Common Errors (29): Roman Chronology

The Fasti Capitolini: the list with the Varronian Chronology. (Capitoline Museums, Rome)

The Fasti Capitolini

No one claims that Rome was founded in 753 or 754 BCE. When modern historians or classicists refer to that date, they usually add that it is legendary. But that’s a bit too kind. It is not just one of Rome’s legendary foundation dates, it is also the only date about which we know why it is incorrect.

The study of ancient chronology is a technical subject, but the conclusions can be interesting, so let’s digress a bit. In the first place, we must realize that back then, people often measured from summer to summer. Rome’s various legendary foundation dates must, therefore, be written as a “double number”. 814/813 was the conclusion of the investigations by the Sicilian historian Timaeus; the Roman writers Fabius Pictor and Cincius Almenus believed their hometown had been founded in 748/747 and 729/828; Dionysius of Halicarnassus concluded the correct date was 752/751; and Marcus Terentius Varro, finally, believed that Romulus built the city in 754/753.

What made Varro believe that Rome was founded in 754/753? He first established that the first pair of consuls of the Roman Republic had ruled in 509/508. To this, he added thirty-five years for each of the seven known kings. It is self-evident that this method is unsound, and it is rather ironical that 753 has become canonical, because it is the only date about which we know why it must be incorrect. The other dates at least have the benefit of the doubt.

But things are even worse. We know that Varro’s 509/508 must be incorrect. During the Republic, the Romans dated documents with the names of the magistrates. 509/508 was, therefore, the year in which Brutus and Collatinus had been consul. Varro used a list of magistrates who had ruled before 300/299 – or hadn’t, because the list included one year of anarchy. The ancients knew that this list was incomplete: three or four colleges of magistrates were missing. They had several solutions: The historian Livy thought that the period of anarchy had not lasted one but five years. The anonymous Chronographer of 354 added four pairs of consuls. Varro added four years in which dictators had been governing the city – a constitutional absurdity – and continued to add four years of anarchy. Because he solved the same problem twice, his chronology is four (perhaps three) years too long. Rome’s first consuls did not rule in 509/508 but in 505/504.

It is easy to convert Varronian chronology into our chronology. In the age before 390 (according to Varro) = 387/386 BCE, we must subtract three or four years from the traditional, Varronian dates. We also know that the missing magistrates were in office between 390V=387/376 BCE and 350V=347/346 BCE; after this year, the Varronian chronology can be converted to our era by merely ignoring the dictator years.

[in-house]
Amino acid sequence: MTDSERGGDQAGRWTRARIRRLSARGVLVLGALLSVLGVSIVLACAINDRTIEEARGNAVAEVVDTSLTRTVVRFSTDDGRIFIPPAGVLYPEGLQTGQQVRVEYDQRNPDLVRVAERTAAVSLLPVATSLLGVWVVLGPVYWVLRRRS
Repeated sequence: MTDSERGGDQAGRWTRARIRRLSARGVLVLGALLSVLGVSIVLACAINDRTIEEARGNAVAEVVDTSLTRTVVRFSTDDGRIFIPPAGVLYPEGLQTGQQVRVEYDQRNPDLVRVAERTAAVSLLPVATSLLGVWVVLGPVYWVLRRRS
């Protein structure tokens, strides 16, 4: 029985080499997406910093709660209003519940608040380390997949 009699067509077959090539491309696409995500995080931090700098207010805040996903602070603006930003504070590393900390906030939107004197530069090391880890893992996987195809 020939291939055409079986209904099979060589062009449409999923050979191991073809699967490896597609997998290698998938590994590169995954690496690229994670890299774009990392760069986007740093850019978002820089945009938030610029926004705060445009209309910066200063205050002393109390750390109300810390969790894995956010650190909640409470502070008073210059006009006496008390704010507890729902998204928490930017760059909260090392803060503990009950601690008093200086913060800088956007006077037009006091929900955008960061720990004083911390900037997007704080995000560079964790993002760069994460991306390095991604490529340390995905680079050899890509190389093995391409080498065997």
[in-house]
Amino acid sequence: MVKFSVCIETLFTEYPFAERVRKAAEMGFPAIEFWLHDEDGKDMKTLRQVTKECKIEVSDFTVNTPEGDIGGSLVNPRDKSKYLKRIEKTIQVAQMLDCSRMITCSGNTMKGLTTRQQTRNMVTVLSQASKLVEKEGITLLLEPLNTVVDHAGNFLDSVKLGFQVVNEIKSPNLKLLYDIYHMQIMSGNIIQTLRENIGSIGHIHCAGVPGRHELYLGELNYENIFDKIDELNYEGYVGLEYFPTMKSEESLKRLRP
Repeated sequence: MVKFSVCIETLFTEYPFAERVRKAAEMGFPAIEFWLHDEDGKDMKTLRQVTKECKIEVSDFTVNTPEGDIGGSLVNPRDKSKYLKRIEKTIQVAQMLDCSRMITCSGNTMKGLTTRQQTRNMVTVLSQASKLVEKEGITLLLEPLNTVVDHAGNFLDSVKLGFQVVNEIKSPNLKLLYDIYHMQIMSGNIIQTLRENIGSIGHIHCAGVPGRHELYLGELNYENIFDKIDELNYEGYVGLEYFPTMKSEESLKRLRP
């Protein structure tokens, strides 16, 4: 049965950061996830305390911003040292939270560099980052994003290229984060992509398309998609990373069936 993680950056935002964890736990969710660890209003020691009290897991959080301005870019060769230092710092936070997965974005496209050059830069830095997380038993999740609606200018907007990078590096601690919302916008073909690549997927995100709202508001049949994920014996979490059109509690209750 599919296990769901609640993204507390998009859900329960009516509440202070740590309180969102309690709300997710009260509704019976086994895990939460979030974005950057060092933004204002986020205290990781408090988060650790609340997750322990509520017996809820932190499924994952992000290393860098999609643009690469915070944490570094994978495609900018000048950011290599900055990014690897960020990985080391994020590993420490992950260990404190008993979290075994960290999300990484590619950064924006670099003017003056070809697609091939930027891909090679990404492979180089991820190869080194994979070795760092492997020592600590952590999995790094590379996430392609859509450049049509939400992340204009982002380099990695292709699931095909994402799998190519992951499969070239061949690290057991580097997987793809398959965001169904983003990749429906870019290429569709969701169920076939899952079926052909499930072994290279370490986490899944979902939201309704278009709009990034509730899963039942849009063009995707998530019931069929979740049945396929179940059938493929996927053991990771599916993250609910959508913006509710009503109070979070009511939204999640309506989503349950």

All this is indeed a bit boring, but it is important, because it helps us connect Rome’s conquest of Central Italy to the history of the Mediterranean world in general. In 387/386 BCE, Rome was sacked by Senones, a Gallic tribe that lived near the Adriatic Sea. The Romans were deeply shocked, especially because they had no idea why they had been targeted. (The explanations offered by historians like Livy are nothing but moralistic anecdotes.) From Justin’s Excerpt of the Histories of Pompeius Trogus (20.5), we know that these Gauls were in 386 in southern Italy, where they joined a Syracusan army that was besieging Croton. It looks as if the Senones had been hired earlier – there was a Syracusan colony near their homeland – and had orders to sack Rome during their march to the deep south. Rome, which had just conquered Veii, may have been too powerful in the eyes of the Syracusan tyrant Dionysius. This is a hypothesis, based on only one source, but historians who stick to the Varronian chronology and continue to date the sack of Rome to the wrong year, will not even notice that the two stories are almost contemporary and may be connected.

The most ironic aspect is that many modern editions of Livy’s History of Rome from its Foundation offer Varronian dates in the margin or in notes. The author who offered a correct chronology, is explained with a chronology that it notoriously unreliable.

<Overview of Common Errors>

One Response to Common Errors (29): Roman Chronology

  1. Justin says:

    Great info… especially on the turbulent international relations in the western Mediterranean during the early days of the republic.

    I can’t remember where I read it, but I remember something about archaeological evidence indicating some simple settlement of shacks and mud huts on the Palatine Hill dating back to around 1000 BCE. Do you know anything about this?

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